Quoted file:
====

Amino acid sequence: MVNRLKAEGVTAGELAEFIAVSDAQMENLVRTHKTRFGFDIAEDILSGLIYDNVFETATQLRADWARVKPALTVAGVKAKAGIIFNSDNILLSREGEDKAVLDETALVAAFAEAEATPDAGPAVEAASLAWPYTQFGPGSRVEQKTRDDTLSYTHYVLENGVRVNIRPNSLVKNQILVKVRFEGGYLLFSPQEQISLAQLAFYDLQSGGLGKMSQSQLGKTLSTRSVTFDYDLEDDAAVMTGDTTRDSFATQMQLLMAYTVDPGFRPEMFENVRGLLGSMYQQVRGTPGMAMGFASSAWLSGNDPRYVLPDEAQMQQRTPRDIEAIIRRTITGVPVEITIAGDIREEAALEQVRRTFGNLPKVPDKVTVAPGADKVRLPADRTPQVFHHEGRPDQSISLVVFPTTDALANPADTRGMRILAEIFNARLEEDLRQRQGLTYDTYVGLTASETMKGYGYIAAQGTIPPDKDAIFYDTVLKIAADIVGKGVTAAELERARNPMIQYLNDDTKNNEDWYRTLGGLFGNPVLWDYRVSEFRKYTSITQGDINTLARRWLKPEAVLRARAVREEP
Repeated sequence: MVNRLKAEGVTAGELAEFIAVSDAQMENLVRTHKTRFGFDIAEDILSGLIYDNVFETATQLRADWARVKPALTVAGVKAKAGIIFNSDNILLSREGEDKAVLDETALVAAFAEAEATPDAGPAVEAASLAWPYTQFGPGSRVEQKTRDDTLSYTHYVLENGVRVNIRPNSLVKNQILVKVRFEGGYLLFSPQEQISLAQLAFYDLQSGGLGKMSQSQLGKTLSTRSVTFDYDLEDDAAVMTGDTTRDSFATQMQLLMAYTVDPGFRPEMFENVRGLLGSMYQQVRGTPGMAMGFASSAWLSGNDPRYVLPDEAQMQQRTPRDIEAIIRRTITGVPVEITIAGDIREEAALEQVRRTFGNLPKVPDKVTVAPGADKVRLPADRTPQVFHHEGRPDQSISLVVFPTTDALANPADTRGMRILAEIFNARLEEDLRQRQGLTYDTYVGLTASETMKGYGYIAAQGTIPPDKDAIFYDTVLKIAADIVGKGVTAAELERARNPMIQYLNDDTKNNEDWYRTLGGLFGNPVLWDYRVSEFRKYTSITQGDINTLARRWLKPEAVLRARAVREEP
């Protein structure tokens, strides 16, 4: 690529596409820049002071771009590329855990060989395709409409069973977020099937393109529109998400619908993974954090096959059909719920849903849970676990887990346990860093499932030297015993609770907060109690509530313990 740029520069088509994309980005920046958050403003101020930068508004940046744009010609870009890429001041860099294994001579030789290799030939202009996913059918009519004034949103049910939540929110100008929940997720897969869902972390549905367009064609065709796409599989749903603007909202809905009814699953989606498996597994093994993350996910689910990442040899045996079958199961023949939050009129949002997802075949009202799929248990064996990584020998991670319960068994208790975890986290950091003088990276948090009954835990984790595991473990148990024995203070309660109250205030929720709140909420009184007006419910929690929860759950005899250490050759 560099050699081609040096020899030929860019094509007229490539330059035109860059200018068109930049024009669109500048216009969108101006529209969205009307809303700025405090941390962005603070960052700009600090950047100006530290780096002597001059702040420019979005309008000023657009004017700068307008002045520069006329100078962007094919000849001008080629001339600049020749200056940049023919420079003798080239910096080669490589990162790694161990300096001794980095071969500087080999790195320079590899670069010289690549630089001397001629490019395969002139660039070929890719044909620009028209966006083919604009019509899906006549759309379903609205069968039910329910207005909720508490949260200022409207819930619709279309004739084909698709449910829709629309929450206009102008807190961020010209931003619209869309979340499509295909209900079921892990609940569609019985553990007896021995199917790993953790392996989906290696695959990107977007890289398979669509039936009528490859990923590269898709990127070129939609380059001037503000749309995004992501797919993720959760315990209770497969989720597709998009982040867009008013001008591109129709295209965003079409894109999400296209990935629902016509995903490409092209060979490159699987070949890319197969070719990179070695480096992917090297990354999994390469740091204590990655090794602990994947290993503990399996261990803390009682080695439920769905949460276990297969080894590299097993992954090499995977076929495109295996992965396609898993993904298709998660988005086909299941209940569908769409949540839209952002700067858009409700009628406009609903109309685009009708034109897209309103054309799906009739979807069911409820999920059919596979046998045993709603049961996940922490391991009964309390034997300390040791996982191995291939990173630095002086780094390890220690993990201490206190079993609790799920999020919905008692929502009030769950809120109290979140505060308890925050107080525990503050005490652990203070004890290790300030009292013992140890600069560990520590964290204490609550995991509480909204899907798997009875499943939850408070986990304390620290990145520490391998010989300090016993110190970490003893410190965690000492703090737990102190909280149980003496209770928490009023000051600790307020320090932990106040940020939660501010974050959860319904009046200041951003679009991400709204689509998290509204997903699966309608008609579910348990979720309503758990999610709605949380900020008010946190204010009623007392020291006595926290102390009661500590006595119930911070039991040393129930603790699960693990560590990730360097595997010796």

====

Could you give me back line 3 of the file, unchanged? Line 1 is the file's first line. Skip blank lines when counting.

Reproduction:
């Protein structure tokens, strides 16, 4: 690529596409820049002071771009590329855990060989395709409409069973977020099937393109529109998400619908993974954090096959059909719920849903849970676990887990346990860093499932030297015993609770907060109690509530313990 740029520069088509994309980005920046958050403003101020930068508004940046744009010609870009890429001041860099294994001579030789290799030939202009996913059918009519004034949103049910939540929110100008929940997720897969869902972390549905367009064609065709796409599989749903603007909202809905009814699953989606498996597994093994993350996910689910990442040899045996079958199961023949939050009129949002997802075949009202799929248990064996990584020998991670319960068994208790975890986290950091003088990276948090009954835990984790595991473990148990024995203070309660109250205030929720709140909420009184007006419910929690929860759950005899250490050759 560099050699081609040096020899030929860019094509007229490539330059035109860059200018068109930049024009669109500048216009969108101006529209969205009307809303700025405090941390962005603070960052700009600090950047100006530290780096002597001059702040420019979005309008000023657009004017700068307008002045520069006329100078962007094919000849001008080629001339600049020749200056940049023919420079003798080239910096080669490589990162790694161990300096001794980095071969500087080999790195320079590899670069010289690549630089001397001629490019395969002139660039070929890719044909620009028209966006083919604009019509899906006549759309379903609205069968039910329910207005909720508490949260200022409207819930619709279309004739084909698709449910829709629309929450206009102008807190961020010209931003619209869309979340499509295909209900079921892990609940569609019985553990007896021995199917790993953790392996989906290696695959990107977007890289398979669509039936009528490859990923590269898709990127070129939609380059001037503000749309995004992501797919993720959760315990209770497969989720597709998009982040867009008013001008591109129709295209965003079409894109999400296209990935629902016509995903490409092209060979490159699987070949890319197969070719990179070695480096992917090297990354999994390469740091204590990655090794602990994947290993503990399996261990803390009682080695439920769905949460276990297969080894590299097993992954090499995977076929495109295996992965396609898993993904298709998660988005086909299941209940569908769409949540839209952002700067858009409700009628406009609903109309685009009708034109897209309103054309799906009739979807069911409820999920059919596979046998045993709603049961996940922490391991009964309390034997300390040791996982191995291939990173630095002086780094390890220690993990201490206190079993609790799920999020919905008692929502009030769950809120109290979140505060308890925050107080525990503050005490652990203070004890290790300030009292013992140890600069560990520590964290204490609550995991509480909204899907798997009875499943939850408070986990304390620290990145520490391998010989300090016993110190970490003893410190965690000492703090737990102190909280149980003496209770928490009023000051600790307020320090932990106040940020939660501010974050959860319904009046200041951003679009991400709204689509998290509204997903699966309608008609579910348990979720309503758990999610709605949380900020008010946190204010009623007392020291006595926290102390009661500590006595119930911070039991040393129930603790699960693990560590990730360097595997010796």